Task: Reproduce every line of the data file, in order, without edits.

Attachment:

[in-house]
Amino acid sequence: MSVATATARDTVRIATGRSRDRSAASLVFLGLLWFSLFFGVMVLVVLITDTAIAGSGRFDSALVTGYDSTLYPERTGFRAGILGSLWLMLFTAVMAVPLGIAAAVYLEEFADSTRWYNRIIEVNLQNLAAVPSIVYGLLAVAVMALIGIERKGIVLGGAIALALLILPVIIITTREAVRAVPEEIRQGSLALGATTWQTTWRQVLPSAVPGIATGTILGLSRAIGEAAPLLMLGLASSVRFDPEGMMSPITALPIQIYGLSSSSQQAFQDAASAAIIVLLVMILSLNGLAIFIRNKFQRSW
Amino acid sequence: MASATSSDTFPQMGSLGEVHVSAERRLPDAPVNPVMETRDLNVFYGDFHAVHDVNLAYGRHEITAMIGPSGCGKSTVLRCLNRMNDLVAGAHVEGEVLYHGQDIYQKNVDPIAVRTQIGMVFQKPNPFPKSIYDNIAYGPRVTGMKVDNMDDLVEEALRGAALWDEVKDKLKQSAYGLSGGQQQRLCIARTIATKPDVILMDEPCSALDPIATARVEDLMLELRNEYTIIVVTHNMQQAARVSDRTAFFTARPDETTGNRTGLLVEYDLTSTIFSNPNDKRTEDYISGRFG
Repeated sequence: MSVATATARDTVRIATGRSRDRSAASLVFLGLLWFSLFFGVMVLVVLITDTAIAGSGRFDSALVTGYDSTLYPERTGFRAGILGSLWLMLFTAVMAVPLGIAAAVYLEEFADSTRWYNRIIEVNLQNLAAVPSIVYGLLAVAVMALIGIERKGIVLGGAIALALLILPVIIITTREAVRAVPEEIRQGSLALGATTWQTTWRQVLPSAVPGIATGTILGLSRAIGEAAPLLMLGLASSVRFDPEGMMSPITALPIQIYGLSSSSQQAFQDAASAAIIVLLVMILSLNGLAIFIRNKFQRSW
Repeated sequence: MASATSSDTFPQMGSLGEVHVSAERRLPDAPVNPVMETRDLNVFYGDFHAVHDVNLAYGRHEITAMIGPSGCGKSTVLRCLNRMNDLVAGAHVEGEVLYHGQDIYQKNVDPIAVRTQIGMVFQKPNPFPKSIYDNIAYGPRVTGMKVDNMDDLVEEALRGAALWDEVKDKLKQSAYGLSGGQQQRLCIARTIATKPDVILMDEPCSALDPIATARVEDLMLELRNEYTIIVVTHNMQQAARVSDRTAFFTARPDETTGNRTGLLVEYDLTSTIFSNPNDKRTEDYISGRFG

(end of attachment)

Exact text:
[in-house]
Amino acid sequence: MSVATATARDTVRIATGRSRDRSAASLVFLGLLWFSLFFGVMVLVVLITDTAIAGSGRFDSALVTGYDSTLYPERTGFRAGILGSLWLMLFTAVMAVPLGIAAAVYLEEFADSTRWYNRIIEVNLQNLAAVPSIVYGLLAVAVMALIGIERKGIVLGGAIALALLILPVIIITTREAVRAVPEEIRQGSLALGATTWQTTWRQVLPSAVPGIATGTILGLSRAIGEAAPLLMLGLASSVRFDPEGMMSPITALPIQIYGLSSSSQQAFQDAASAAIIVLLVMILSLNGLAIFIRNKFQRSW
Amino acid sequence: MASATSSDTFPQMGSLGEVHVSAERRLPDAPVNPVMETRDLNVFYGDFHAVHDVNLAYGRHEITAMIGPSGCGKSTVLRCLNRMNDLVAGAHVEGEVLYHGQDIYQKNVDPIAVRTQIGMVFQKPNPFPKSIYDNIAYGPRVTGMKVDNMDDLVEEALRGAALWDEVKDKLKQSAYGLSGGQQQRLCIARTIATKPDVILMDEPCSALDPIATARVEDLMLELRNEYTIIVVTHNMQQAARVSDRTAFFTARPDETTGNRTGLLVEYDLTSTIFSNPNDKRTEDYISGRFG
Repeated sequence: MSVATATARDTVRIATGRSRDRSAASLVFLGLLWFSLFFGVMVLVVLITDTAIAGSGRFDSALVTGYDSTLYPERTGFRAGILGSLWLMLFTAVMAVPLGIAAAVYLEEFADSTRWYNRIIEVNLQNLAAVPSIVYGLLAVAVMALIGIERKGIVLGGAIALALLILPVIIITTREAVRAVPEEIRQGSLALGATTWQTTWRQVLPSAVPGIATGTILGLSRAIGEAAPLLMLGLASSVRFDPEGMMSPITALPIQIYGLSSSSQQAFQDAASAAIIVLLVMILSLNGLAIFIRNKFQRSW
Repeated sequence: MASATSSDTFPQMGSLGEVHVSAERRLPDAPVNPVMETRDLNVFYGDFHAVHDVNLAYGRHEITAMIGPSGCGKSTVLRCLNRMNDLVAGAHVEGEVLYHGQDIYQKNVDPIAVRTQIGMVFQKPNPFPKSIYDNIAYGPRVTGMKVDNMDDLVEEALRGAALWDEVKDKLKQSAYGLSGGQQQRLCIARTIATKPDVILMDEPCSALDPIATARVEDLMLELRNEYTIIVVTHNMQQAARVSDRTAFFTARPDETTGNRTGLLVEYDLTSTIFSNPNDKRTEDYISGRFG